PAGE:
Heart attack spurs John, 82, into action

Published on: 01 Jul 2016

AN 82-year-old great-grandfather is hoping to raise money to get a heart defibrillator installed on a busy road after witnessing a woman suffer a near-fatal cardiac arrest in the street.
John Thorne, who lives in Brockworth Cresent, Stapleton, has so far raised £400 in donations from a local business and community group but hopes to raise more in a bid to buy the life-saving equipment.
Mr Thorne, who worked as a telephone engineer at Rolls Royce, said: “Recently a lady had a heart attack on Frome Valley Road outside the pharmacy and a family member gave her CPR.
“It was a worrying time while they waited for an ambulance and I thought we need something like the heart defibrillator in a location accessible for everyone.
“Since then I have written to local businesses explaining what I am trying to do and to ask for donations.”
Mr Thorne, who has lived in Stapleton for more than 50 years, is hoping to install the lifesaving device outside the pharmacy on Frome Valley Road.
“It isn’t a council issue I have been told, so as long as I have permission from the pharmacy it can go ahead. I just need the donations now,” he added.
A top of the range heart defibrillator costs around £4000. More basic equipment costs about £1600.
There are a number of  defibrillators around the area, including one at the White Lion on Frenchay Common, another at the village hall and one on the UWE campus. Downend and Bromley Heath Parish Council has recently installed one of the devices in the village centre.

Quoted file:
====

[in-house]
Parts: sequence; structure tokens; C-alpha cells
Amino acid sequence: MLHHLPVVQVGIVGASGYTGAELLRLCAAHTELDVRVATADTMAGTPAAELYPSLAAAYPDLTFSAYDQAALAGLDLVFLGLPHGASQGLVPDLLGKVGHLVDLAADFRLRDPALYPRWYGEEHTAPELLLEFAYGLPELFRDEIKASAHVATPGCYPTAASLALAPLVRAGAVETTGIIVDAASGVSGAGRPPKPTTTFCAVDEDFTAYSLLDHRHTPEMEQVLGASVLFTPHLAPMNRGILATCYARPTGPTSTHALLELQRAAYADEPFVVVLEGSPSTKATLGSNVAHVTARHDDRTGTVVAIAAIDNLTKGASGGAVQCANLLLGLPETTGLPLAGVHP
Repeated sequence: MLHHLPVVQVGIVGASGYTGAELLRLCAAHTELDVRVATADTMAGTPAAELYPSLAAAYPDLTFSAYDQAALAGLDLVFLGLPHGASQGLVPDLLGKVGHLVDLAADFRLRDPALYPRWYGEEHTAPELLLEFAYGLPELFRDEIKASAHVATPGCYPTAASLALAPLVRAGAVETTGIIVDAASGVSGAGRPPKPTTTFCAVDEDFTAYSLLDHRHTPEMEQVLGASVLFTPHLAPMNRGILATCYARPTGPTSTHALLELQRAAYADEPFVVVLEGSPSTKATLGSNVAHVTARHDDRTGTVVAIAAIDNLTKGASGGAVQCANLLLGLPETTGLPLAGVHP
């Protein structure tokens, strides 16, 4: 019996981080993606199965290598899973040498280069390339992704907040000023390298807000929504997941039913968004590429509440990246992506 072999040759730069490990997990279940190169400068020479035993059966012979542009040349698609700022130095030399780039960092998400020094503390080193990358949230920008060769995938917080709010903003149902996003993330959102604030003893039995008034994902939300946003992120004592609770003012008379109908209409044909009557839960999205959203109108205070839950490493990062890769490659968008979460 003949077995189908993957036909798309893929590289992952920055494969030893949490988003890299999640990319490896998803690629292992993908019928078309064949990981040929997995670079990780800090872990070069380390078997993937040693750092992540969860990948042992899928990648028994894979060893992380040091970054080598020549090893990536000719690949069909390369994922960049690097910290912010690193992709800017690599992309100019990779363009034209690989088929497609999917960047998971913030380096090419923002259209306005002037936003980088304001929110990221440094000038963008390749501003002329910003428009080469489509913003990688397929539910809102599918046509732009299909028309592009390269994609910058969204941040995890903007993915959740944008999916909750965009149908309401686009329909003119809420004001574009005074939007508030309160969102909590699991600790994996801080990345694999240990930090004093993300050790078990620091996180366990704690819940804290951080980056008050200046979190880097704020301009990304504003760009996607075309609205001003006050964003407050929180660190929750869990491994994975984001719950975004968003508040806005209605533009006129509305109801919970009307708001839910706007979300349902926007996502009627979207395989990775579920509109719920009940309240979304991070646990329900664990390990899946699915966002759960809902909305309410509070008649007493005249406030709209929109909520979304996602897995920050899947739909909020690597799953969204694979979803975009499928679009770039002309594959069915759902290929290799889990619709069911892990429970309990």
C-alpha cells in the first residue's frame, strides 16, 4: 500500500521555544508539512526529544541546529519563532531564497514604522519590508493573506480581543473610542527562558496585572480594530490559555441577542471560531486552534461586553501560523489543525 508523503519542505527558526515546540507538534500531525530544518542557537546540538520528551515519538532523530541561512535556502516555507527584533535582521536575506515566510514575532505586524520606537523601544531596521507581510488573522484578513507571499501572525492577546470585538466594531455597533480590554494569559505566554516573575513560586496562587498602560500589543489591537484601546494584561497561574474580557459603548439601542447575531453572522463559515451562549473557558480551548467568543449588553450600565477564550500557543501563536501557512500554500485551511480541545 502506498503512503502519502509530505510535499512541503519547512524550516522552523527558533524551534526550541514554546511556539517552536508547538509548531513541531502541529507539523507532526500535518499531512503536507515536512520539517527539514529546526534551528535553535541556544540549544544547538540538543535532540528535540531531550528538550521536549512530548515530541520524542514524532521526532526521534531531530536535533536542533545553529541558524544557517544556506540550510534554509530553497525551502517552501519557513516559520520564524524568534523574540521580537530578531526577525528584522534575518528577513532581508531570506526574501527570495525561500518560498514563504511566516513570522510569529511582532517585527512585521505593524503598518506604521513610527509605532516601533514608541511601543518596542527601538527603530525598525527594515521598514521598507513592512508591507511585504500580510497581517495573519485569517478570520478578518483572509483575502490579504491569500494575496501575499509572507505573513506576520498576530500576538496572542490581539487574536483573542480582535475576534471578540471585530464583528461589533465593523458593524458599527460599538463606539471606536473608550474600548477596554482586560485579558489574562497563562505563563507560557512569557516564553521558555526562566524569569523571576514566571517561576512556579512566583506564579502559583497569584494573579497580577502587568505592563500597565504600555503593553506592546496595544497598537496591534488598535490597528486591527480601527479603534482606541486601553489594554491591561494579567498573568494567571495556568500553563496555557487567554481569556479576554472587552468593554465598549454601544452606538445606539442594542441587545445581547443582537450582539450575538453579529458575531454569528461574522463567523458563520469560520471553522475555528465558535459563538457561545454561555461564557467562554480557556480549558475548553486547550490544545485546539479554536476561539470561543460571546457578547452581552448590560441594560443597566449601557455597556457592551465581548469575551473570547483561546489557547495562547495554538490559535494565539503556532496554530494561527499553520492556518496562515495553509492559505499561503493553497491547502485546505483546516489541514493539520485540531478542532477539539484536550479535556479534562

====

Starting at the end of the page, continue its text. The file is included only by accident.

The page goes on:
Mr Thorne said: “It isn’t just older people who suffer heart attacks. The lady who collapsed outside the pharmacy was in her mid-forties. I think it will benefit lots of different people. I just hope we can raise enough money to buy one.”
Heart attacks cause 100,000 deaths a year in the UK and can strike anyone without warning. Less than five per cent of sudden cardiac arrest victims survive but defibrillation within three minutes increases the chances of survival to more than 70 per cent.
Defibrillators are housed in remotely controlled cabinets, which have power and a secure connection over the internet so the defibrillator can be continuously monitored and the temperature maintained.  The ambulance service can remotely unlock the device and send an alert to a nominated locals who can help with treating the patient  until the 999 crew arrives. Anyone can use the defibrillators with telephone instruction from ambulance HQ.
There are many causes of a cardiac arrest. In young people, it might be an undiagnosed genetic defect but f

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